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    SDSU Extension Garden-Based Education Newsletter

    SDSU Extension provides regular updates for garden educators though their Garden-Based Education Newsletter. This newsletter features lesson ideas linked to core subject areas, garden stories featuring projects across the state of South Dakota, horticultural information, links to educational videos, links to current grant opportunities, and a Pick it! Try It! Like It! feature- a produce item from the garden with recipe, preparation video and supporting lesson plans.

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    Local Foods: Whole Fresh Vegetables and Herbs

    Fresh, whole raw fruits and vegetables grown in South Dakota can currently be sold without a food service license from the South Dakota Department of Health. However, once a raw fruit or vegetable has been processed (cut, cooked, canned, etc.) South Dakota law requires that certain regulations must be followed. The regulations that must be followed are based on the venue the food processor desires to market their product.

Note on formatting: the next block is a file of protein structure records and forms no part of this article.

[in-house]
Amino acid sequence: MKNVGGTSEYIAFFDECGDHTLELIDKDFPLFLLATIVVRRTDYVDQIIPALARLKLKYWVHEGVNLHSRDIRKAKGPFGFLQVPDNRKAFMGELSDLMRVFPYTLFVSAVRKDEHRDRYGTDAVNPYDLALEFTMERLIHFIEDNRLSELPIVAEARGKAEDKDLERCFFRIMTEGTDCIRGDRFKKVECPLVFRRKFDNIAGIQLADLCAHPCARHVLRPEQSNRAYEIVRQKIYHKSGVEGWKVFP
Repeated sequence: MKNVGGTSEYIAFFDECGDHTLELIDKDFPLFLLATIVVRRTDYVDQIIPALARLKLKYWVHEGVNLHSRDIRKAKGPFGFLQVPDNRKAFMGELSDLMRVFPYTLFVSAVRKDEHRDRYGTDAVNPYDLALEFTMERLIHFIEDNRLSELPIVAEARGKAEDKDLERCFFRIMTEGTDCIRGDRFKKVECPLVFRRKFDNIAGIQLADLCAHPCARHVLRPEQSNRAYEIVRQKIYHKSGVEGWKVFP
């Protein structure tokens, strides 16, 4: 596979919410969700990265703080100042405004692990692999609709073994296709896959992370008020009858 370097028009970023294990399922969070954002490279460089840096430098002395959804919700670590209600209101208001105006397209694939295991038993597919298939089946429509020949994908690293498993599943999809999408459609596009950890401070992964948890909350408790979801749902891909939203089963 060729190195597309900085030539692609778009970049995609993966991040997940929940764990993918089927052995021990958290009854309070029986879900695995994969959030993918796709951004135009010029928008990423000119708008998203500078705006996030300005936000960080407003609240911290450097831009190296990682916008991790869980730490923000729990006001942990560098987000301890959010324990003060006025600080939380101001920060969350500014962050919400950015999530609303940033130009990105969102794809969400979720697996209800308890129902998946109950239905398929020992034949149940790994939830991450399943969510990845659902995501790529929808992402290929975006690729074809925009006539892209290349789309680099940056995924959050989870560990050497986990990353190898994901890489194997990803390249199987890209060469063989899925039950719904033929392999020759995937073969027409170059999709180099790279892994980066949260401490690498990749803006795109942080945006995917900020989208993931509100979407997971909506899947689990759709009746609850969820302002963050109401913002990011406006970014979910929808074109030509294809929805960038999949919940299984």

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    Local Foods: Whole Fresh Fruit

    Fresh, whole raw fruits and vegetables grown in South Dakota can currently be sold without a food service license from the South Dakota Department of Health. However, once a raw fruit or vegetable has been processed (cut, cooked, canned, etc.) South Dakota law requires that certain regulations must be followed. The regulations that must be followed are based on the venue the food processor desires to market their product.

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    Cooperative Networks in Local Foods